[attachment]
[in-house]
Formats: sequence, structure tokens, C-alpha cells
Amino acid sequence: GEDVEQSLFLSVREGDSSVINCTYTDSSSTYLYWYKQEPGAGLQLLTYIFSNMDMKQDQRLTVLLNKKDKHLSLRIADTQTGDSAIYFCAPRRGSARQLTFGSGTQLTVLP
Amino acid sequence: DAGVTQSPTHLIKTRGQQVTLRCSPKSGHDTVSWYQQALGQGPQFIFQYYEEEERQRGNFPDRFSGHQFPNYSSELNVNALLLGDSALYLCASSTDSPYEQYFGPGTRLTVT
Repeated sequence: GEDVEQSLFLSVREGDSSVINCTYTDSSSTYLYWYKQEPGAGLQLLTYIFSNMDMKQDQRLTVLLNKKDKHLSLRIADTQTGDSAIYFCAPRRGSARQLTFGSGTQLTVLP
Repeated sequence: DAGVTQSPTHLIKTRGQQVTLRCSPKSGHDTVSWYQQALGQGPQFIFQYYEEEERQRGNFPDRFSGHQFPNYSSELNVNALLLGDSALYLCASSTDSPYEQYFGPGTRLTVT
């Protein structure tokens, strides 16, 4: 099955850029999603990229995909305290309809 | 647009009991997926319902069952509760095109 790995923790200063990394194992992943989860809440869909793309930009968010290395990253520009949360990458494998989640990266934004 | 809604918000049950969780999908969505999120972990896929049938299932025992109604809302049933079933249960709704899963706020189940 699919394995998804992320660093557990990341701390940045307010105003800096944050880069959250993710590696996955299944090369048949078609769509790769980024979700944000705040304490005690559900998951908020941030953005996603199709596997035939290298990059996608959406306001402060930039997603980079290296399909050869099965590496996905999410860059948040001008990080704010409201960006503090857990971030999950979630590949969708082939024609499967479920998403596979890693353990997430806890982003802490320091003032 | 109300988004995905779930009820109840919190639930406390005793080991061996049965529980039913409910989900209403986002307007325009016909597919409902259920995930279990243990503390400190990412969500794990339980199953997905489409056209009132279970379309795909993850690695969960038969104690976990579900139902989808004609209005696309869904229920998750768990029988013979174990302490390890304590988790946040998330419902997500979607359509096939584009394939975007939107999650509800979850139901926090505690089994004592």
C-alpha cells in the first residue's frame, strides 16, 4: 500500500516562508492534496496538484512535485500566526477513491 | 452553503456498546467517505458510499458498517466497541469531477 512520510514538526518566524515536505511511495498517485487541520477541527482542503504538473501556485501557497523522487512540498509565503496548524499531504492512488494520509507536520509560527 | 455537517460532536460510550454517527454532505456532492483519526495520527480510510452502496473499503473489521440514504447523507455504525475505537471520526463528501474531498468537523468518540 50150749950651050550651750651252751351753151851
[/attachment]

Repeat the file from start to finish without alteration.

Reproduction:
[in-house]
Formats: sequence, structure tokens, C-alpha cells
Amino acid sequence: GEDVEQSLFLSVREGDSSVINCTYTDSSSTYLYWYKQEPGAGLQLLTYIFSNMDMKQDQRLTVLLNKKDKHLSLRIADTQTGDSAIYFCAPRRGSARQLTFGSGTQLTVLP
Amino acid sequence: DAGVTQSPTHLIKTRGQQVTLRCSPKSGHDTVSWYQQALGQGPQFIFQYYEEEERQRGNFPDRFSGHQFPNYSSELNVNALLLGDSALYLCASSTDSPYEQYFGPGTRLTVT
Repeated sequence: GEDVEQSLFLSVREGDSSVINCTYTDSSSTYLYWYKQEPGAGLQLLTYIFSNMDMKQDQRLTVLLNKKDKHLSLRIADTQTGDSAIYFCAPRRGSARQLTFGSGTQLTVLP
Repeated sequence: DAGVTQSPTHLIKTRGQQVTLRCSPKSGHDTVSWYQQALGQGPQFIFQYYEEEERQRGNFPDRFSGHQFPNYSSELNVNALLLGDSALYLCASSTDSPYEQYFGPGTRLTVT
């Protein structure tokens, strides 16, 4: 099955850029999603990229995909305290309809 | 647009009991997926319902069952509760095109 790995923790200063990394194992992943989860809440869909793309930009968010290395990253520009949360990458494998989640990266934004 | 809604918000049950969780999908969505999120972990896929049938299932025992109604809302049933079933249960709704899963706020189940 699919394995998804992320660093557990990341701390940045307010105003800096944050880069959250993710590696996955299944090369048949078609769509790769980024979700944000705040304490005690559900998951908020941030953005996603199709596997035939290298990059996608959406306001402060930039997603980079290296399909050869099965590496996905999410860059948040001008990080704010409201960006503090857990971030999950979630590949969708082939024609499967479920998403596979890693353990997430806890982003802490320091003032 | 109300988004995905779930009820109840919190639930406390005793080991061996049965529980039913409910989900209403986002307007325009016909597919409902259920995930279990243990503390400190990412969500794990339980199953997905489409056209009132279970379309795909993850690695969960038969104690976990579900139902989808004609209005696309869904229920998750768990029988013979174990302490390890304590988790946040998330419902997500979607359509096939584009394939975007939107999650509800979850139901926090505690089994004592």
C-alpha cells in the first residue's frame, strides 16, 4: 500500500516562508492534496496538484512535485500566526477513491 | 452553503456498546467517505458510499458498517466497541469531477 512520510514538526518566524515536505511511495498517485487541520477541527482542503504538473501556485501557497523522487512540498509565503496548524499531504492512488494520509507536520509560527 | 455537517460532536460510550454517527454532505456532492483519526495520527480510510452502496473499503473489521440514504447523507455504525475505537471520526463528501474531498468537523468518540 50150749950651050550651750651252751351753151851